Millions across France and around the world watched live as flames engulfed the beloved 850-year-old Cathedral on April 15, 2019.
French President Emmanuel Macron inspected the ongoing renovation work at Notre Dame Cathedral in Paris, two years after a devastating blaze gutted the 850-year old monument.
From the rooftop, the French leader said he was "impressed" by "all the work that has been accomplished".
His visit was to express "a message of collective pride" for the work carried out. "We avoided the worst," he added.
"A huge thank you to all those who are mobilised, by the thousands already, on this site," he added.
The fire, which broke out on the evening of April 15, 2019, stunned the country and people across the world. Millions watched live as the building's spire collapsed.
The roof, built on a timber frame, was mostly destroyed and the cathedral's structural integrity was weakened. Some of the stonework, glass windows and many of the artworks inside were also damaged by the flames or the water used to extinguish them.
The building has a special place in the French psyche having survived, mostly unscathed, the trials and tribulations wrought by several centuries of history, including the bombings of the Second World War. It is also the setting of one of the country's best-known literary works of art - The Hunchback of Notre Dame by Victor Hugo.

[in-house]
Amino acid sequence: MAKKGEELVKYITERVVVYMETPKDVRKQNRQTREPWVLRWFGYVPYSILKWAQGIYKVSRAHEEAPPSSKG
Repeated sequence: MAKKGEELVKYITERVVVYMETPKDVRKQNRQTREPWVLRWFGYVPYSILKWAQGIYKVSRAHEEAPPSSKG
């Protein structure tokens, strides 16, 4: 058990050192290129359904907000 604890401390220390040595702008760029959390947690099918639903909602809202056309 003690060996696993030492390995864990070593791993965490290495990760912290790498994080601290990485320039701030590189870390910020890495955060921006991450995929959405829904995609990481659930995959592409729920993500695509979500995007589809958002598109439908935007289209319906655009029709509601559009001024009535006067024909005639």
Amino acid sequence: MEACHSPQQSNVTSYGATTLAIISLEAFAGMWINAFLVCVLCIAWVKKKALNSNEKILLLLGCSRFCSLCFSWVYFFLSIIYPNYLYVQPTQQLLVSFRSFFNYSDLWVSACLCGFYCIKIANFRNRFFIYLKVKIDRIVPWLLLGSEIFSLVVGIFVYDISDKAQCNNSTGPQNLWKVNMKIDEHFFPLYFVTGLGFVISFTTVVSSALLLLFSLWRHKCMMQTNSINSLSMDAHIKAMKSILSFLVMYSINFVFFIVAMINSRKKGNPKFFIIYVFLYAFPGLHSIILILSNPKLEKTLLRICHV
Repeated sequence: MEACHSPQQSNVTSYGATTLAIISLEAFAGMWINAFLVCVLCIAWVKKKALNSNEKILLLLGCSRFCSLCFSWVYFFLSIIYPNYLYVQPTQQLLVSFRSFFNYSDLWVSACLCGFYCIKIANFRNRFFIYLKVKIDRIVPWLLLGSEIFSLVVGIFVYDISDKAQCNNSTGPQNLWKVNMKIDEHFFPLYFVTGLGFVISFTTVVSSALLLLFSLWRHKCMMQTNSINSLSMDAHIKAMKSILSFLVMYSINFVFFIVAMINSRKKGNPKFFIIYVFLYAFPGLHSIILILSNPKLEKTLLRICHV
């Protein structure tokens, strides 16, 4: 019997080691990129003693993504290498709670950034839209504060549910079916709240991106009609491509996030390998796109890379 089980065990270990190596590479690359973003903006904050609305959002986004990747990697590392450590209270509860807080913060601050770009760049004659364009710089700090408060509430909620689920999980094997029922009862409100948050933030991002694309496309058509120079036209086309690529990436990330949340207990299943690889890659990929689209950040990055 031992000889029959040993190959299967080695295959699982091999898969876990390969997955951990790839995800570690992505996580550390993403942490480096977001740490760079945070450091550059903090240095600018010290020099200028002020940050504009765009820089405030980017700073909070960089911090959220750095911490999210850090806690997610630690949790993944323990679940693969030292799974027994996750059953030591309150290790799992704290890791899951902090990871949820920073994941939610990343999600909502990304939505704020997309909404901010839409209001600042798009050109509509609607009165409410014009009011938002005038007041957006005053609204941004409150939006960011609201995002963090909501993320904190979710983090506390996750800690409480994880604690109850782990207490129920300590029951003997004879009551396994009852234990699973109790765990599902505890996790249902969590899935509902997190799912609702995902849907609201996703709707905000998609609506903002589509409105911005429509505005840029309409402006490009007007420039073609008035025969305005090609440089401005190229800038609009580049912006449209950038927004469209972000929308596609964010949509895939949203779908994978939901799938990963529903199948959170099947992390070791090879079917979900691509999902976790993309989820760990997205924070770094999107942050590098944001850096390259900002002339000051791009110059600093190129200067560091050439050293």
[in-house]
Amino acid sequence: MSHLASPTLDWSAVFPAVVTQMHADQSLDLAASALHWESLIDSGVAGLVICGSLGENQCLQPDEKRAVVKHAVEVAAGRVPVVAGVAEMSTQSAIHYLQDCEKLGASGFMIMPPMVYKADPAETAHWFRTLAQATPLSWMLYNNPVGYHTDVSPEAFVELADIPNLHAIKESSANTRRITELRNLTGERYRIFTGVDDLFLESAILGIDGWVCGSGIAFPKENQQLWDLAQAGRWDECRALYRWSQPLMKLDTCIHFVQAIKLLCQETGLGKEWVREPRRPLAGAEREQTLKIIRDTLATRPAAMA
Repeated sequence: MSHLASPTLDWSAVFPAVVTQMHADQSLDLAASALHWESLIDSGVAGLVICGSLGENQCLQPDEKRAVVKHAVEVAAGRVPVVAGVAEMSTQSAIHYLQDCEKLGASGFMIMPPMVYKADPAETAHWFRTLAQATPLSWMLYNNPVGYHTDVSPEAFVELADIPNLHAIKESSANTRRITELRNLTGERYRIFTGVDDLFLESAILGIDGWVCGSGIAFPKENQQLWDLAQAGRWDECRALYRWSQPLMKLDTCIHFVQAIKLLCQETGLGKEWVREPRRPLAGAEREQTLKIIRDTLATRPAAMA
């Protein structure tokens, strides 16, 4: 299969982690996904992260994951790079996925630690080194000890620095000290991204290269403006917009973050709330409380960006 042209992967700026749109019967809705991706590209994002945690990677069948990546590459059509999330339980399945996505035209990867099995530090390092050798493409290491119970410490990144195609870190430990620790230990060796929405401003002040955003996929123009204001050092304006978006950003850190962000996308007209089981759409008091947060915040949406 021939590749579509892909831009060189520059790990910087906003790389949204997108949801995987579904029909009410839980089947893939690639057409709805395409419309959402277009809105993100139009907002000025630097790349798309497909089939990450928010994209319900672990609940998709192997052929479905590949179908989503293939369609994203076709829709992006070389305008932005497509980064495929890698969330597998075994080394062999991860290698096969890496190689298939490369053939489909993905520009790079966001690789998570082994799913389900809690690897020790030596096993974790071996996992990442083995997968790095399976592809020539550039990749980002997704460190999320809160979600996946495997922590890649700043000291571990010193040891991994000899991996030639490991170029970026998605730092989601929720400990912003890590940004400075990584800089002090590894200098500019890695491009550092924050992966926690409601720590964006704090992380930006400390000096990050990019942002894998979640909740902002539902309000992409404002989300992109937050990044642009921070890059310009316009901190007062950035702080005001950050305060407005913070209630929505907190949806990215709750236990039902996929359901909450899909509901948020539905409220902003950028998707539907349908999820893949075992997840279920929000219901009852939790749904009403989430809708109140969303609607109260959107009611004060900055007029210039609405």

The restoration of the Gothic icon was estimated at about €7 billion. Culture Minister Roselyn Bachelot told lawmakers on Wednesday that €830 million had been collected in donations.
She added that the site should be secured by the end of the summer and that restoration will then be allowed to begin in earnest.
It took experts more than a year and a half to dismantle the scaffolding put in place to renovate the spire which was damaged by the fire.
Macron still hopes to reopen the monument to the public in April 2024, in time for the Summer Olympics, which will be held in the French capital.